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Data deletion policies – do you have one?

08 May 2020

#Data & Privacy

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Data deletion policies – do you have one?

As we reach the end of Privacy Awareness Week (PAW) 2020 we also move to the end of the Ctrl+Alt+Delete function, to the delete phase for rebooting privacy. 

Under Australian Privacy Principle 11 (APP 11) organisations are required to take reasonable steps to destroy or de-identify personal information when it is no longer required for the purpose for which it was collected.

Many organisations have document retention policies which deal with the destruction of documents and the data contained in them within certain timeframes. However, it is often the case that personal information which is stored in systems (rather than in specific documents) may be retained for a significant period of time, and a risk to the organisation if that information is subject to unauthorised access and or misuse. 

This was certainly an issue in some of the major data breaches we have seen in the last few years, including the breach of Australian National University where student and staff information going back 19 years was able to be accessed in a breach. Click here to read the report.

What is required for destruction?

The Office of the Australian Information Commissioner (OAIC) provides guidance to organisations as to what will satisfy APP 11 in terms of destruction or de-identification in its guide to securing personal information available here. Some of this overlaps with document destruction or retention procedures, particularly where documents and information are held in hard copy.

For hard copy destruction, which is often outsourced, organisations need to clarify what happens when documents leave their possession for destruction. For example, will they will be destroyed in an appropriate manner such as through pulping, pulverising, disintegrating or shredding?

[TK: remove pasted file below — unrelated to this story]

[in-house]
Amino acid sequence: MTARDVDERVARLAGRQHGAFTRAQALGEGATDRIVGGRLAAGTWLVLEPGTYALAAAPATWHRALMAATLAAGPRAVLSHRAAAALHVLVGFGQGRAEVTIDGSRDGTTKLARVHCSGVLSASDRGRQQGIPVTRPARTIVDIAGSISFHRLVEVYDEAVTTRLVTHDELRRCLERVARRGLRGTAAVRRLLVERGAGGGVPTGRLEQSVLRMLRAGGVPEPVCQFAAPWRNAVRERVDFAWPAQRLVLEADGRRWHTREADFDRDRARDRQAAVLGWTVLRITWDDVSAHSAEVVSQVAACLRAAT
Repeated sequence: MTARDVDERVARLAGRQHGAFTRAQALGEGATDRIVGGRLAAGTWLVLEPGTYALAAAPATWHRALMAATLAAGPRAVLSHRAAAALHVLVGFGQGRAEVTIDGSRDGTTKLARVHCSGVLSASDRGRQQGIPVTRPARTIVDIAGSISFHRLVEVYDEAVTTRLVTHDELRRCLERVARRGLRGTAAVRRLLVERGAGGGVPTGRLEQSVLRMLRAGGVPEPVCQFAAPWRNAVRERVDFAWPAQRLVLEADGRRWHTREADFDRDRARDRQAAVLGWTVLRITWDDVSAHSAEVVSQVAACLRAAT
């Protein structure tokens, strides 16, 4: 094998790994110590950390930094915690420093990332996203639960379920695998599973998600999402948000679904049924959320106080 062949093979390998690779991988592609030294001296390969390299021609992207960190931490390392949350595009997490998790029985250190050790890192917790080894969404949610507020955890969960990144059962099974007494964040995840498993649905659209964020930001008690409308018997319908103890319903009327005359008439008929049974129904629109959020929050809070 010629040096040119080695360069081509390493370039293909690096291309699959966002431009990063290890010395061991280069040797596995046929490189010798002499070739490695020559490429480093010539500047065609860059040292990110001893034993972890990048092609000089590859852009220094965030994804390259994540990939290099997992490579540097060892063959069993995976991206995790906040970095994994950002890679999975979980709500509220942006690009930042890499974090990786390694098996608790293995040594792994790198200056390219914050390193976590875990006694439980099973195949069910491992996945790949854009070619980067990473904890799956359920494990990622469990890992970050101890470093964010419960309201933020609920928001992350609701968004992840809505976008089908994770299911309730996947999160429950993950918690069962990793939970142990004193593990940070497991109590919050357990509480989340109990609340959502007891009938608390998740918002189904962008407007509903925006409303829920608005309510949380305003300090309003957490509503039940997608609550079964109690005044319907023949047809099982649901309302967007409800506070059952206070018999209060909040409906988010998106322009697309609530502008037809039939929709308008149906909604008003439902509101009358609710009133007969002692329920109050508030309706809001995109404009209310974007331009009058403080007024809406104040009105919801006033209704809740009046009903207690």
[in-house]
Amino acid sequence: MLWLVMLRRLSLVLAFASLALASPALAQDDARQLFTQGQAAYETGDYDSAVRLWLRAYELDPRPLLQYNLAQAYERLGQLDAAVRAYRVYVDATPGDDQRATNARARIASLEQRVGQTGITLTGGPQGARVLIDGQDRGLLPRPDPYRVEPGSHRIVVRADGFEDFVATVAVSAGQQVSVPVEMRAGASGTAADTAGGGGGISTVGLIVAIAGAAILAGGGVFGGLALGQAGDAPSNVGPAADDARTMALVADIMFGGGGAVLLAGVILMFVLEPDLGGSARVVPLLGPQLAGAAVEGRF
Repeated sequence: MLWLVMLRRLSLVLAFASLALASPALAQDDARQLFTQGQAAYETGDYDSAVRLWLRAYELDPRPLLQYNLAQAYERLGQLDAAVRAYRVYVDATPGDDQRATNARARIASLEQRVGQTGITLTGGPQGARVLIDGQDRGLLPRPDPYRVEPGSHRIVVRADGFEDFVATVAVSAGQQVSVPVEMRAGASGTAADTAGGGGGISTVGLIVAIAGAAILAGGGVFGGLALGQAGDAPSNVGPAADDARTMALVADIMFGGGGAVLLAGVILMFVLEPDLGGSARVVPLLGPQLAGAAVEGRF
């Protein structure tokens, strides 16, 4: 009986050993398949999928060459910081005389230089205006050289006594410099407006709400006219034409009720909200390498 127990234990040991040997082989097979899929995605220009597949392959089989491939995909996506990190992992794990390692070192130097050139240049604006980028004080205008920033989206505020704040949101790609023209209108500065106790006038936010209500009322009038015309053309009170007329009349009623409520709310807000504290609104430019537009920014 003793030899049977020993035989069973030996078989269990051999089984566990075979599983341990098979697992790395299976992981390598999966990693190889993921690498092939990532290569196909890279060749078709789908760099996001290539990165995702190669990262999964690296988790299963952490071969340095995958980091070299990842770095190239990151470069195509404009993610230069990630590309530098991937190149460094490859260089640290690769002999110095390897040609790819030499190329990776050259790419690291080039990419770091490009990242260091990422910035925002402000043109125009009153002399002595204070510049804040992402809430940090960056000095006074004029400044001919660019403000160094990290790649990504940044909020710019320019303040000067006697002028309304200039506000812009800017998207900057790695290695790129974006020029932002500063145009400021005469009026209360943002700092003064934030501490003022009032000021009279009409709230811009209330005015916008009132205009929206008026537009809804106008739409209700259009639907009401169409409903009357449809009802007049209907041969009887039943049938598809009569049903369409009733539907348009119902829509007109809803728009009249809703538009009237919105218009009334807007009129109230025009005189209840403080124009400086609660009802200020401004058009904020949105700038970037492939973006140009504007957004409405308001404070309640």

Many breaches occur every year where complete files are found to have been placed into dumpsters or other storage which has been subject to unauthorised access. Where information is contained on hardware or in electronic form, the same rules apply – is it removed in a way that the personal information is irretrievable from that hardware?

If information is not in a position to be irretrievably destroyed, then reasonable steps will be putting the personal information “beyond use”. While this approach is regarded as being applicable only within very limited circumstances, it meets the requirements if there are appropriate technical, physical and organisational security boundaries around the information which prevent access or use.

Is de-identifying information enough?

This is often seen as a simple way of dealing with information while also allowing entities to retain some elements of the information for business use. However, de-identification is only successful if information cannot be subsequently re-identified and there are significant standards around what meets the test of de-identification. For example, the OAIC together with CSIRO’s Data61 have published a De-identification Decision-Making Framework which provides practical guidance on de-identification. 

Other useful resources are listed in the OAIC’s guide to securing personal information.

Author: Lyn Nicholson

Disclaimer
The information in this publication is of a general nature and is not intended to address the circumstances of any particular individual or entity. Although we endeavour to provide accurate and timely information, we do not guarantee that the information in this newsletter is accurate at the date it is received or that it will continue to be accurate in the future.

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